"J Hell" b/w "Day-Glo" & "Joe Louis Punchout" (Cavity Search)
"Tragedy" on A Tribute to Greg Sage and the Wipers comp (T/K)
"Shag Rug" on Tarantistic Seedplot comp (Road Cone)
"Jilted" b/w "Truly" (Sub Pop)
"Heida" b/w "Pop Uncle" (Candy Ass)
"Wint-o-Green" b/w "King Twist" (Cavity Search)
"Storm In My House" on Minutemen tribute comp (Little Brother)
"Blank Florida" b/w "Motorsport Daredevils" (Candy Ass)

and in 1997 a 5-song EP on CandyAss/Caroline called "Airiana" this was their last release.


HAZEL: HIGHLY RECOMENDED BY ME!










Fred Nemo has a website with alot of weird random stuff from hazel. Including random pics and tour journals.
http://www.monkeychicken.com/


-Rich

7.22.2010

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NEW LIECHTENSTEIN

Liechtenstein from Sweden have a new single coming out on fraction discs
Listen: PASSION FOR WATER

This is one of my favorite present time pop bands. They sound like some of my favorite 80's European pop groups slammed into one great band

make sure to check back to their website, because the single is not yet ready to be ordered, but I highly suggest you do!
http://www.fractiondiscs.se/liechtenstein/

these should keep you busy!












-Rich

7.21.2010

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Pygmy Lush



Photo by Ashley Sauers

Pygmy Lush, of Sterling, Virginia, is the band who has had the most impact on my life in the past few years. Seeing them in Santa Cruz on their tour in support of their first album, Bitter River, was one of the best sets I've ever experienced; it's rare for a musical performance to silence an entire crowd for the set's entirety. Made up of members from bands I thoroughly enjoyed in high school (Pg.99, City of Caterpillar, Malady), they've transcended their "screamo" band roots and developed into a band that poignantly highlights the difficulties of unwillingly entering adulthood. The themes of loneliness, dependancy, and imperfect interpersonal relations are addressed with an honest maturity that has been a great comfort to myself - knowing these feelings are shared by others, and then beautifully expressed in song is immensely reassuring. It's rare to find a band in which you can find so much of yourself embedded, and it's encouraging to retreat into this subjective reality when times are tough.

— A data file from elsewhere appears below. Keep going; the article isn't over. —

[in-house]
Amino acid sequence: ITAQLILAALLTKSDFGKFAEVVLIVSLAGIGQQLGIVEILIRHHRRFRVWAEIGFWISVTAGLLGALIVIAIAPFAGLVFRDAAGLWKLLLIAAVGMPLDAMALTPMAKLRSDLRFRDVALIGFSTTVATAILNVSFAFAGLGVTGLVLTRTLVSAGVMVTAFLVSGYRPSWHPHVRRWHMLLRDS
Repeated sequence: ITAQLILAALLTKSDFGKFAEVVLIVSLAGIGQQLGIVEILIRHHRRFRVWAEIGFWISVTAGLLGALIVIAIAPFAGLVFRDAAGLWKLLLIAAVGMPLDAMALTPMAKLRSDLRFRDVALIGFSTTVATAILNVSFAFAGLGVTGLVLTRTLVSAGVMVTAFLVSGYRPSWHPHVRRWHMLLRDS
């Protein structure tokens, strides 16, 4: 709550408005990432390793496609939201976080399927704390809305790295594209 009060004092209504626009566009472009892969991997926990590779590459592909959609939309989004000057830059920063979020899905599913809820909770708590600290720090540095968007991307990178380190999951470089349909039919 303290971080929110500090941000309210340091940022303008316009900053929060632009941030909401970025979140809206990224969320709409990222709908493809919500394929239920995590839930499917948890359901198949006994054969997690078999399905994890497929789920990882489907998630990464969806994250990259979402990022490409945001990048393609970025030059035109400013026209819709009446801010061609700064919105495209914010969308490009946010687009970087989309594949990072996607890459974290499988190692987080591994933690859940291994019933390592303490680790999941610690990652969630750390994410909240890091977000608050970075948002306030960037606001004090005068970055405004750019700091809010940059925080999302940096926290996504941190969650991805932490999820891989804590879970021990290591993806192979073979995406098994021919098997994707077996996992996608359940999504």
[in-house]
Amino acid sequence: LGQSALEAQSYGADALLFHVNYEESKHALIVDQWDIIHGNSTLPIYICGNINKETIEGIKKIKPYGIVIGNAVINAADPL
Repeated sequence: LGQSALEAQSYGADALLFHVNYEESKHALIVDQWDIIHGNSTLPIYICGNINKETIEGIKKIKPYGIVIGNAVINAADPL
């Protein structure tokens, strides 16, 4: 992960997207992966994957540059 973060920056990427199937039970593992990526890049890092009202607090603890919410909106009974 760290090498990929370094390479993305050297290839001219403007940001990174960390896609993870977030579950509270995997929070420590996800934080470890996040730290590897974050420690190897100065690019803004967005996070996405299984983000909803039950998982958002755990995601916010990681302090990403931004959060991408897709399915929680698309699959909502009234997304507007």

The music of Pygmy Lush is split in a strict dichotomy: "loud" and "soft", as I've seen it referred to. "Loud" consists of angry, harsh and noisy punk comparable to the Jesus Lizard fucking Born Against. The "soft" stuff falls into the realm of folk, using a greater variety of instrumentation than the typical rock band. A lot of it acoustic, but some of it electric; dreamy and reverb drenched. "Melancholy" is the best word to describe it, but some of the songs get to be pretty upbeat. Their first album, Bitter River, and their split with turboslut has a mix of both of these styles (some songs have both a "soft" and "loud" version!). Their second album, Mount Hope, is entirely "soft" material. Watch/Listen/Buy their music, go see them live, love them!

"soft" material "It's a good day to hide" Live at the Monolith (HD):



"loud" material "White Oblivion" live in DC (skip to 1:30 to hear the song):




Myspace Site
Pygmy Lush - Bitter River for $2.99 on Robotic Empire! (you can find their other records there too)

7.20.2010

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smoking herb is funny (click to make big!)





By Antonio Williams

found on the e-net

By Ben






I'll do a more "serious" photo post someday. Loser potheads are way more fun for now!
-Ben